KANSAS CITY – The No Child Left Behind act requires states to set increasingly difficult standards from year to year, so schools can fully comply with the act by 2014. But some, like the Missouri School Board association's Brent Ghan, say Missouri's standards are set too high. "The state board of education has defined proficiency here in Missouri that's the level we're all striving to achieve much higher than most other states. Proficiency here in MO means above grade level. So, ultimately all students must perform at above grade level in order to satisfy requirements of No Child Left behind."
Missouri based the standards on its assessment, or MAP scores, which were already in place when No Child left behind passed Congress. Missouri Assistant Education Commissioner Bert Schulte says that a high benchmark might not be a bad thing:
"By having the performance levels high, that enabled the numbers, uh the percentages, required to meet the first year of adequate yearly progress, to be a bit lower than they otherwise might have been. I think the real complication with No Child left behind comes with the areas that could cause a school not to make adequate yearly progress."
Schulte estimates there are 40 ways a school could fail to meet the standard. For example, some students are placed in subgroups for race or low income and if those groups fail to perform well, the whole school building may not meet proficiency. Independence School Superintendent Jim Hinson says the failure of just a few can have large impact:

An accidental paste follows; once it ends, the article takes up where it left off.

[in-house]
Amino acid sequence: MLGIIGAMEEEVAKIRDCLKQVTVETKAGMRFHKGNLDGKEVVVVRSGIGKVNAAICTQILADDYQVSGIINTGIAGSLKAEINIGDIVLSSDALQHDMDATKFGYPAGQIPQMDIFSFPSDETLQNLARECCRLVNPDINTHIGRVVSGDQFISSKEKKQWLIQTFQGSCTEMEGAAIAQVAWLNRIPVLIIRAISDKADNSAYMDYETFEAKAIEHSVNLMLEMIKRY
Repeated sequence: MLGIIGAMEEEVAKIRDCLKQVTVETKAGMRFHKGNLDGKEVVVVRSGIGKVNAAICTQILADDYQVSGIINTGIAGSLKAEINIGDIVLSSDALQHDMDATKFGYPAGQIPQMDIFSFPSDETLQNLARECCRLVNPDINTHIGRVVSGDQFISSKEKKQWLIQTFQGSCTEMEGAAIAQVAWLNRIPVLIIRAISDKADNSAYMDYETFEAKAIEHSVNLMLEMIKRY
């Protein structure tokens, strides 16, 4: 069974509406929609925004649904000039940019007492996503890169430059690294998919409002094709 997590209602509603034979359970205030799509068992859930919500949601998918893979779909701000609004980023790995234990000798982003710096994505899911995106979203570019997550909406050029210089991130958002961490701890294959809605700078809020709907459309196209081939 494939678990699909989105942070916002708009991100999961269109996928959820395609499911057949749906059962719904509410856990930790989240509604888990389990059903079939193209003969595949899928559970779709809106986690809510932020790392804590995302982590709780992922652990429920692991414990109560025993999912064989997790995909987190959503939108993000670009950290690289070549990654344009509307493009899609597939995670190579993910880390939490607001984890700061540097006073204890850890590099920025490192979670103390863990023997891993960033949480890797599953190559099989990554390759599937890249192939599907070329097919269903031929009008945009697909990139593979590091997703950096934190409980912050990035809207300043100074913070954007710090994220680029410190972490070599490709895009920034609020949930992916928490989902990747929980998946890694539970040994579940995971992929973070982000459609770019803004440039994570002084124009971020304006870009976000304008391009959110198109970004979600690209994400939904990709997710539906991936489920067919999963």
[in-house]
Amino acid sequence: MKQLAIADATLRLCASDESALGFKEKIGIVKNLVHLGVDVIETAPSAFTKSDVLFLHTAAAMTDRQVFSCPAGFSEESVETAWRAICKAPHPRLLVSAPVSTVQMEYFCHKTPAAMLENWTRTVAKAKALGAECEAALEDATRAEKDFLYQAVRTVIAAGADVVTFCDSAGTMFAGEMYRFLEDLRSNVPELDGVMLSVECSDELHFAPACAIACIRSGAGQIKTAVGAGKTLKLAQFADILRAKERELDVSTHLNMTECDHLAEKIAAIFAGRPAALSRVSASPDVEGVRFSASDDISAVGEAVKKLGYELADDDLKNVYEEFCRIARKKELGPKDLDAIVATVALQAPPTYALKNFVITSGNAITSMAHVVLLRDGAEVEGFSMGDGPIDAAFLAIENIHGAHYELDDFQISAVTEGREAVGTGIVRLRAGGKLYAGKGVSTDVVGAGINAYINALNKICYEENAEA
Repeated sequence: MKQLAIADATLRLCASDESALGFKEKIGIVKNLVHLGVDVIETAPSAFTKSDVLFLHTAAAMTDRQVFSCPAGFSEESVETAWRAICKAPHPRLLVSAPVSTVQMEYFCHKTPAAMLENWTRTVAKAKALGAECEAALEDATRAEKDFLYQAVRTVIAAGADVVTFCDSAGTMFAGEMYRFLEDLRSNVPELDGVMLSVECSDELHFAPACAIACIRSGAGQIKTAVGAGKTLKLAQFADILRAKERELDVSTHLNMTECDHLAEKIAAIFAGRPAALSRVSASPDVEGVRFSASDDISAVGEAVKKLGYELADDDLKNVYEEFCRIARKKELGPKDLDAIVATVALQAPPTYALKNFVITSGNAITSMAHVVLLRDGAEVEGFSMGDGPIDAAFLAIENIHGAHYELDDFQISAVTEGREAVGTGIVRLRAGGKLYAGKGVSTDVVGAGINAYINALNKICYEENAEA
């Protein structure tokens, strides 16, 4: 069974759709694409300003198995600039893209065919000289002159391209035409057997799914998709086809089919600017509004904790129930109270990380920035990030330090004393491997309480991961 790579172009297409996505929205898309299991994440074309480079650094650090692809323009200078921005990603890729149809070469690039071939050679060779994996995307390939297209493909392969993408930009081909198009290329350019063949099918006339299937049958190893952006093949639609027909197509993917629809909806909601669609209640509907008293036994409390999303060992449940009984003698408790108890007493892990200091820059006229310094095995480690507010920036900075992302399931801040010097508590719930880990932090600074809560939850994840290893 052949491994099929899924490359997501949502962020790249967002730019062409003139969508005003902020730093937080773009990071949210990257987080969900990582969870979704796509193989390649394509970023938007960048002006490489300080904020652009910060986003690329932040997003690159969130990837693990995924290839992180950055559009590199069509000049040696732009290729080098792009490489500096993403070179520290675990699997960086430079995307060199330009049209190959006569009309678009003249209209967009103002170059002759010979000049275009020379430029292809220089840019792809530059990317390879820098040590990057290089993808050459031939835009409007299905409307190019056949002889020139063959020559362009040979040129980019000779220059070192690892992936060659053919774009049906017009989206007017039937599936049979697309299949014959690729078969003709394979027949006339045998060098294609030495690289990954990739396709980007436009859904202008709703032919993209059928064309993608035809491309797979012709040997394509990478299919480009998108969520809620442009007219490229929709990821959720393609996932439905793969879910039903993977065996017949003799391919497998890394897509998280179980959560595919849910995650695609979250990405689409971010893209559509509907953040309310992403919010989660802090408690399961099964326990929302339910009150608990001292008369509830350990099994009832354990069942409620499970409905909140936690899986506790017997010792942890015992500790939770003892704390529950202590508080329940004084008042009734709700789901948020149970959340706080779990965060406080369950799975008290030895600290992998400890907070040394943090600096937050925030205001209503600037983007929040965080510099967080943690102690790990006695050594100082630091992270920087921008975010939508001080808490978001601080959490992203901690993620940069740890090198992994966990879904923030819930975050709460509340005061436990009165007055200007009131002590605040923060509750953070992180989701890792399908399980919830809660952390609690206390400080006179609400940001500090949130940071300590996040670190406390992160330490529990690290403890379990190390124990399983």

"We had one building in our district that did not make adequate yearly progress therefore the whole district did not make adequate yearly progress, and we don't feel like that's a true reflection of what's going on in our district."
Hinson says he's frustrated by the No Child Left Behind Act and the state standards designed to guide schools along into compliance. Other large districts in the area, including Kansas City and Lee's Summit, also failed to meet the state guideline, and eventually that could come with a consequence. School officials eventually will be required to offer tutoring services or replace personnel if they fail to meet the yearly goal. And even though the state sets the standard for yearly achievement, officials say there's little wiggle room to make changes under the federal system.